American and Japanese experts provide a concise and clearly written survey of Japan's relationships around the world and the foreign policy perspectives in Tokyo today based on lively interviews with key policymakers and new research there. The study offers a short background history of Japanese perceptions of the international system from the mid-19th century to the end of the Cold War and considers Japan's role in the post-Cold War world. This brief analysis concludes with views about the future possible relationships with Asian neighbors, Europe, the Russian Republic, and the United States. This study defines the bilateral and global dimensions of Japanese foreign policy. Recommended for general readers and as a text for undergraduate and graduate students in courses in comparative politics, U.S. foreign policy, and world history.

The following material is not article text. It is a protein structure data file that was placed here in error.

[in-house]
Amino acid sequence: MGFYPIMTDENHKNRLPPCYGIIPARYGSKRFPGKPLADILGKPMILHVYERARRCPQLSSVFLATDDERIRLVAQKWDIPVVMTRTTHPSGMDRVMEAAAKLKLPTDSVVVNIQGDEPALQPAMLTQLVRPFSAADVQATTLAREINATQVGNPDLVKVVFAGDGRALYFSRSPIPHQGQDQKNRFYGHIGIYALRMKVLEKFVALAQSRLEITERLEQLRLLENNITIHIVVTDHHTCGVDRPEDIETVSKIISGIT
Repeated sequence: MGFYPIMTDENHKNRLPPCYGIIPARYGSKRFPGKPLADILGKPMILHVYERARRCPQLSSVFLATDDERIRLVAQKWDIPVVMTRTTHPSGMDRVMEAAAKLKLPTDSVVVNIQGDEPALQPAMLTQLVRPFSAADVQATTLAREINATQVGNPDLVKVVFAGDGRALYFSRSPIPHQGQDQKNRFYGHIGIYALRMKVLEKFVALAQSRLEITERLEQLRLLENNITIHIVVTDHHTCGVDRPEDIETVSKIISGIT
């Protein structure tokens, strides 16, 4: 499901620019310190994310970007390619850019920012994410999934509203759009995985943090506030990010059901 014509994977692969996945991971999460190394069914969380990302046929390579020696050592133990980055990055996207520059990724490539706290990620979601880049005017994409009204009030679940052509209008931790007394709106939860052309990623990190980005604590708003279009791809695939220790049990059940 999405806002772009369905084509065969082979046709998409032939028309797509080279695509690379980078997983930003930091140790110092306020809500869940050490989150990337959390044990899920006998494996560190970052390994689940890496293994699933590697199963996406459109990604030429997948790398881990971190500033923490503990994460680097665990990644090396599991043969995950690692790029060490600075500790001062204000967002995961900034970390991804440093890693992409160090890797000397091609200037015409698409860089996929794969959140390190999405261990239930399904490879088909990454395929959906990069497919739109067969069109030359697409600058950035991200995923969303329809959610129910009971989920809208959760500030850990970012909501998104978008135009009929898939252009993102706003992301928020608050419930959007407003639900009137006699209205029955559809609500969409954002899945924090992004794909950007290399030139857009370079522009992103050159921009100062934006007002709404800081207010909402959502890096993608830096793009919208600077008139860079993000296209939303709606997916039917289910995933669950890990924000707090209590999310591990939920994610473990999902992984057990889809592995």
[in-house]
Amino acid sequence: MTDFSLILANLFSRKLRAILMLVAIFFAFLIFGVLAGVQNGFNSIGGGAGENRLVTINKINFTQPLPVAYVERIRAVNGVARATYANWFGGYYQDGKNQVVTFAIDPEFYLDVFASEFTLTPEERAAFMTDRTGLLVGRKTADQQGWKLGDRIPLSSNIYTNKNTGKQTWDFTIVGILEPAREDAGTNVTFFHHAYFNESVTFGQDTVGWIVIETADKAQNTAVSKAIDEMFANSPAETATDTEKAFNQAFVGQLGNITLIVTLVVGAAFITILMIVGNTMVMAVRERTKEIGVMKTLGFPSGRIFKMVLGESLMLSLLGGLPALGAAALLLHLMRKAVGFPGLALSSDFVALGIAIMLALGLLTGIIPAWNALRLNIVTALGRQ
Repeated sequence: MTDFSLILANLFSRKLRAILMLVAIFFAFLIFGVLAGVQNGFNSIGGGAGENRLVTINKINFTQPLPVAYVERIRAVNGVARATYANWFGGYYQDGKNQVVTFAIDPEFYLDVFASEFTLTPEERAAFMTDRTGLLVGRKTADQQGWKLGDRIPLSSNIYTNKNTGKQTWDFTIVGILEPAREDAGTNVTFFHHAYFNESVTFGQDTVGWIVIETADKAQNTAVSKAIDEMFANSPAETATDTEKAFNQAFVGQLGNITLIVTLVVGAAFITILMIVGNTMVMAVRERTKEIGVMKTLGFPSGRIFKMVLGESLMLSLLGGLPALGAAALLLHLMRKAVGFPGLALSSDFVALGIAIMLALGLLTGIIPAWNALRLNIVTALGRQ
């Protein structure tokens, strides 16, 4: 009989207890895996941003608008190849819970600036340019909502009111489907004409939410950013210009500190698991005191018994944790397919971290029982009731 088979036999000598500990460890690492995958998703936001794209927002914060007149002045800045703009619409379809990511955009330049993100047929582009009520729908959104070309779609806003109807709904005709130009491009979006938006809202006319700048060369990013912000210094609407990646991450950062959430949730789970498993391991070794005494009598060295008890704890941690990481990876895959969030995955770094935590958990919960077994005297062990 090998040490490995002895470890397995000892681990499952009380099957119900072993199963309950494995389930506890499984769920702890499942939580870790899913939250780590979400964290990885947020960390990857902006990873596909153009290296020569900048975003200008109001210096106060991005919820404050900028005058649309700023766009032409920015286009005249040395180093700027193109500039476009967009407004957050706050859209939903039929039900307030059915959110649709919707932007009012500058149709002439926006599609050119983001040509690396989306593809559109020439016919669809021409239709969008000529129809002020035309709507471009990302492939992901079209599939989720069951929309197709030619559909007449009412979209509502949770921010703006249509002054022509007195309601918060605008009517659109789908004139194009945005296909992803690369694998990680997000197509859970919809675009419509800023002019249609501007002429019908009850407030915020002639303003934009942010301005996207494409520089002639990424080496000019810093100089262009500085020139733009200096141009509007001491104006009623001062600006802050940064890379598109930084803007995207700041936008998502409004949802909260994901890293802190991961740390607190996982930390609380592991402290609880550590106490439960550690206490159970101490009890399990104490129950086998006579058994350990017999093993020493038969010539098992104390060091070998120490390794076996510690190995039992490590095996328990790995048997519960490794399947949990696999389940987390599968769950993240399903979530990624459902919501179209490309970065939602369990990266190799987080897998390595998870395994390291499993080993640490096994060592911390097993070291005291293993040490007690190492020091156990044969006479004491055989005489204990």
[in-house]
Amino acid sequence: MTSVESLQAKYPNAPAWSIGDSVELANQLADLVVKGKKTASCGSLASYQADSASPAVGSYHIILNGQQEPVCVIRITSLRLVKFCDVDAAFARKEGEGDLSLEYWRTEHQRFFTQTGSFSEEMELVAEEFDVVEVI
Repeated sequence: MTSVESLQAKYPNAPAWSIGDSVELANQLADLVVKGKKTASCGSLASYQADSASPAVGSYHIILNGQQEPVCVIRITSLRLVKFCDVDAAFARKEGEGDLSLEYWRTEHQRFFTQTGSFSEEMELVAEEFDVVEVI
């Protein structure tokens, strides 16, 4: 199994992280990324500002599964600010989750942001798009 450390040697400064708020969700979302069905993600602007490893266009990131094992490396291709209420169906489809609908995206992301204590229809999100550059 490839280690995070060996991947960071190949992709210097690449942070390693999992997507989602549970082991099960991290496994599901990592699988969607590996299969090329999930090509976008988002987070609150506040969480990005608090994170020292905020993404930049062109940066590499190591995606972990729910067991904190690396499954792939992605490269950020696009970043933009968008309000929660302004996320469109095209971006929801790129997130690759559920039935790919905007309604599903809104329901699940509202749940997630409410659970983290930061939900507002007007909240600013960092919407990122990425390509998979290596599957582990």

RICHARD D. LEITCH, JR. is in the Department of Political Science at Gustavus Adolphus College in St. Paul, Minnesota. He has recently completed a research project for the Japan Foundation Center for Global Partnership in Tokyo. AKIRA KATO is a Professor at the National Institute for Defense Studies in Tokyo. He is also the author of Gendai Sensoron. MARTIN E. WEINSTEIN, Professor of Political Science, University of Montana, is well known for his numerous studies of Japanese politics, including The Human Face of Japan's Leadership (Greenwood, 1990).
Akiva Kato, Martin E. Weinstein, Richard D. Leitch